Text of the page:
* no contact from accounts that have sent fewer than X tweets
* no contact from accounts that have sent fewer than X (unblocked, unreported) DMs
* no contact from accounts that have been reported or blocked by X accounts that I follow
* no contact from accounts that have fewer than X mutual follows


Huh. Those controls should be baked in. Looking at that list, it's shocking those aren't standard tools on social media sites. Thanks for laying out some excellent ideas for upgrades.
posted by Brandon Blatcher at 7:08 AM on February 5, 2015 [20 favorites]


my idea is that net communication just doesn't scale well - if you have 100 users, you can control this kind of problem easily - 100k users, like metafilter, requires some hard work, but it's still doable

millions of users? - it's pretty much hopeless, unless you have stiff user defined controls that will effectively turn the service into a bunch of small places where only a few approved people can comment
posted by pyramid termite at 7:09 AM on February 5, 2015 [1 favorite]


alasdair brings up a valuable point. Twitter has been of immense impact in unusual places and raising the bar through first world details would be a shame for future of inclusive interwebz.
posted by infini at 7:14 AM on February 5, 2015 [6 favorites]


Reading the FPP before they even got to the part where they said it was Twitter I knew it was Twitter.
posted by Drinky Die at 7:14 AM on February 5, 2015 [1 favorite]


alasdair: "mmm, of course, that applies to Metafilter too..."

It doesn't, actually. The mods have stated many times that if $5 is a hardship for you, they can work something out with you.

I would agree that maybe a statement to that effect on the signup page would be helpful, but the policy does exist.
posted by Chrysostom at 7:15 AM on February 5, 2015 [5 favorites]


Another option would be to incorporate ~freebsdgirl's GG autoblocker and allow for sharing of block lists.
posted by Cash4Lead at 7:15 AM on February 5, 2015


Require a confirmed email address and credit card and they will nearly completely disappear.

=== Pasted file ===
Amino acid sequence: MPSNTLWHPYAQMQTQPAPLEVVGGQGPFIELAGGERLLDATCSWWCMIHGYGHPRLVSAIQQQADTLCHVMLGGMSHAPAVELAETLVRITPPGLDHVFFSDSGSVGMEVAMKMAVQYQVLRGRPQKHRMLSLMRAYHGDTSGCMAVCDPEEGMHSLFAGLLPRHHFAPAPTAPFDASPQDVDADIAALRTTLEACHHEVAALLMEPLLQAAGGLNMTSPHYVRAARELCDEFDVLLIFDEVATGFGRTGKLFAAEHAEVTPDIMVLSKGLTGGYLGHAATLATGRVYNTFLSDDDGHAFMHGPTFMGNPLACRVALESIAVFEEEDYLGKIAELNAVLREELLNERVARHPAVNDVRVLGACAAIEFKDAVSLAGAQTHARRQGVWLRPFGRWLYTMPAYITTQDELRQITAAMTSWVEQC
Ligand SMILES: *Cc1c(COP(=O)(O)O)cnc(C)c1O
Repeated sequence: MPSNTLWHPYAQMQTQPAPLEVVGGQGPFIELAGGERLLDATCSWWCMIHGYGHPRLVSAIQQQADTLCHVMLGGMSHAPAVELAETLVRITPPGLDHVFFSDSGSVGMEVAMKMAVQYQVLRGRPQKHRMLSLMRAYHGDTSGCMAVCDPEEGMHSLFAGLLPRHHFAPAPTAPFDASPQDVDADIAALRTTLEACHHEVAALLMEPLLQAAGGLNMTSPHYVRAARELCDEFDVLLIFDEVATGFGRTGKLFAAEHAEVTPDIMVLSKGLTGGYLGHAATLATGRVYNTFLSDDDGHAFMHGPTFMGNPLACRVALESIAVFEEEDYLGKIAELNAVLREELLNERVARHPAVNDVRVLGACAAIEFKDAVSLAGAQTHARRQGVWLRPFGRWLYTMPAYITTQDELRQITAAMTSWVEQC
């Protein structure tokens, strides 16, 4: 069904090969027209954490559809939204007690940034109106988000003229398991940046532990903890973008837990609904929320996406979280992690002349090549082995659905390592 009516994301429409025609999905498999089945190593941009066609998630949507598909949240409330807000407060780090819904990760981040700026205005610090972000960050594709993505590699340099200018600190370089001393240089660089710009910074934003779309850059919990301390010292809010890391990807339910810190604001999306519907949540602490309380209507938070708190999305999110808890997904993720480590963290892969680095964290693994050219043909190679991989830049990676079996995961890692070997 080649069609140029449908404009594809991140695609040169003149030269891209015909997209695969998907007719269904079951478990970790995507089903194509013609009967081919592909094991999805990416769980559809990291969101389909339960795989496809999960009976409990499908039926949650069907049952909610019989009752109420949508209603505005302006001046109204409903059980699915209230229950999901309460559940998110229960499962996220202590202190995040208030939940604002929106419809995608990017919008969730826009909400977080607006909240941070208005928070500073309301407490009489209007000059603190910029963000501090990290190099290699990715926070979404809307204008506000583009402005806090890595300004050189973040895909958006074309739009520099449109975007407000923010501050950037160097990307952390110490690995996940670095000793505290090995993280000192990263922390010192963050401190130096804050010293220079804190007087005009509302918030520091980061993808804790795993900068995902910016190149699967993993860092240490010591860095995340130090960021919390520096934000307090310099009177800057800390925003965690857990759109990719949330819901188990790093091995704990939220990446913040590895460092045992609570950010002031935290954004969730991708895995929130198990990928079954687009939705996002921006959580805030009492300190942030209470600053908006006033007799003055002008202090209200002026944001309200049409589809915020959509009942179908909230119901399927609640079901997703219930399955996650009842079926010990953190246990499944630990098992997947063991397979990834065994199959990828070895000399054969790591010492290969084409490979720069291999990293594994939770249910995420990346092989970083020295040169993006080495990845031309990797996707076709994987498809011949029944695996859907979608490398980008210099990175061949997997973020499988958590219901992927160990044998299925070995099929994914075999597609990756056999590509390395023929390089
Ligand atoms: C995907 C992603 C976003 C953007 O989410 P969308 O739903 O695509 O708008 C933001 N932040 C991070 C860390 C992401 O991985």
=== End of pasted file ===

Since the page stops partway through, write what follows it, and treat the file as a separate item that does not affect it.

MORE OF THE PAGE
Using a phone number must be verified by SMS or automated voice call would probably be more useful.


While I believe Twitter needs to do more to police bad actors, trolls, etc. (especially after Gamer Gate) you need to give Twitter a little leeway/ credit. They essentially own a communication medium not a website and the solutions that work for individual sites don't scale. Require real identities makes it impossible for people living under oppressive regimes to use Twitter as a protest channel like the Arab Spring. Require a phone number so users can only have one account and you prevent novelty accounts or secondary accounts that are focused on a certain topic which is another value to Twitter.
posted by yerfatma at 7:16 AM on February 5, 2015 [4 favorites]


Honestly, what can Twitter do to cut down on this? As long as the only requirement for signing up is an email address, that's not a lot that can be done, right? Banned accounts will simply spawn new accounts.

Can twitter pull the mac of the device used to connect, either through its own software or through the browser? Or otherwise determine the identity of the device? Then it could ban the device, or ban it for some period.

Still not perfect. Someone could spoof their mac on a pc, or swap in a new network card, or root their phone and spoof the mac. But it would be a greater pain in the ass to deal with than just creating a new throwaway email account.

It would also mean that basically all publicly accessible pcs would be banned more or less permanently as GG doofuses burn through them.
posted by ROU_Xenophobe at 7:17 AM on February 5, 2015


MAC addresses have been ruined by marketers and were never reliable to begin with.
posted by yerfatma at 7:18 AM on February 5, 2015


Shunting angry people of to the side doesn't address the anger, it just hides it while it festers and pressurizes.
posted by amtho at 7:18 AM on February 5, 2015 [1 favorite]


a) it's just as likely that twitter loses "core users" to the inanity that is twitter.

b) this seems self-correcting, in that when twitter becomes just a place for trolls something better will come along

c) he signed the letter : Dick
posted by OHenryPacey at 7:21 AM on February 5, 2015 [1 favorite]


Shunting angry people of to the side doesn't address the anger, it just hides it while it festers and pressurizes.